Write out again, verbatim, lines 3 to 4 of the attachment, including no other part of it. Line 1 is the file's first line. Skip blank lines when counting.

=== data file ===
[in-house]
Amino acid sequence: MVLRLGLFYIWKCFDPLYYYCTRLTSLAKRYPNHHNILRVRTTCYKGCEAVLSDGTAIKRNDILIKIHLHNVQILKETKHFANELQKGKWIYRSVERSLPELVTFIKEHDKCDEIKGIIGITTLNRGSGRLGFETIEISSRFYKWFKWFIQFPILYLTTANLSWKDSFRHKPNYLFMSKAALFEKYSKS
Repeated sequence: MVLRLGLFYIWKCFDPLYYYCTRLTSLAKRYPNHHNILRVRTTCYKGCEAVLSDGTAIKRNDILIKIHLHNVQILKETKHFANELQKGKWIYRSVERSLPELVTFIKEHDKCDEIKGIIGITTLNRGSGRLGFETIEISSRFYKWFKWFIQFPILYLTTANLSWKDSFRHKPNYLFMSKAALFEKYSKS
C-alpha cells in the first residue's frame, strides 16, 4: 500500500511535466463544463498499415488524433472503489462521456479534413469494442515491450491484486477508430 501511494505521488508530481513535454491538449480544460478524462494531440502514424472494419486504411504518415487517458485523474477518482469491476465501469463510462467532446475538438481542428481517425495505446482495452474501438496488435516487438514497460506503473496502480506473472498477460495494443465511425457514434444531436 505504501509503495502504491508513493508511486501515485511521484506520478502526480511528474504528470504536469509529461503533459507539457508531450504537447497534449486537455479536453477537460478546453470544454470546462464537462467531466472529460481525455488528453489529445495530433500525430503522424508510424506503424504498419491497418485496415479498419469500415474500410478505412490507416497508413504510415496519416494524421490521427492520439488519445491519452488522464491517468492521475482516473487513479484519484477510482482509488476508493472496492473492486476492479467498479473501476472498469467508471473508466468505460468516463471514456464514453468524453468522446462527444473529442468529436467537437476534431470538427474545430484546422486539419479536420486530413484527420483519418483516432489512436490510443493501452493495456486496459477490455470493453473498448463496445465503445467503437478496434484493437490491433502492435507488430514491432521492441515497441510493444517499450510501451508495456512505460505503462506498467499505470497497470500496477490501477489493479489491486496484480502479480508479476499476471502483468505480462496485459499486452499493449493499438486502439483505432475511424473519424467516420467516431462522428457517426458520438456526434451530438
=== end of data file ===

Repeated sequence: MVLRLGLFYIWKCFDPLYYYCTRLTSLAKRYPNHHNILRVRTTCYKGCEAVLSDGTAIKRNDILIKIHLHNVQILKETKHFANELQKGKWIYRSVERSLPELVTFIKEHDKCDEIKGIIGITTLNRGSGRLGFETIEISSRFYKWFKWFIQFPILYLTTANLSWKDSFRHKPNYLFMSKAALFEKYSKS
C-alpha cells in the first residue's frame, strides 16, 4: 500500500511535466463544463498499415488524433472503489462521456479534413469494442515491450491484486477508430 501511494505521488508530481513535454491538449480544460478524462494531440502514424472494419486504411504518415487517458485523474477518482469491476465501469463510462467532446475538438481542428481517425495505446482495452474501438496488435516487438514497460506503473496502480506473472498477460495494443465511425457514434444531436 505504501509503495502504491508513493508511486501515485511521484506520478502526480511528474504528470504536469509529461503533459507539457508531450504537447497534449486537455479536453477537460478546453470544454470546462464537462467531466472529460481525455488528453489529445495530433500525430503522424508510424506503424504498419491497418485496415479498419469500415474500410478505412490507416497508413504510415496519416494524421490521427492520439488519445491519452488522464491517468492521475482516473487513479484519484477510482482509488476508493472496492473492486476492479467498479473501476472498469467508471473508466468505460468516463471514456464514453468524453468522446462527444473529442468529436467537437476534431470538427474545430484546422486539419479536420486530413484527420483519418483516432489512436490510443493501452493495456486496459477490455470493453473498448463496445465503445467503437478496434484493437490491433502492435507488430514491432521492441515497441510493444517499450510501451508495456512505460505503462506498467499505470497497470500496477490501477489493479489491486496484480502479480508479476499476471502483468505480462496485459499486452499493449493499438486502439483505432475511424473519424467516420467516431462522428457517426458520438456526434451530438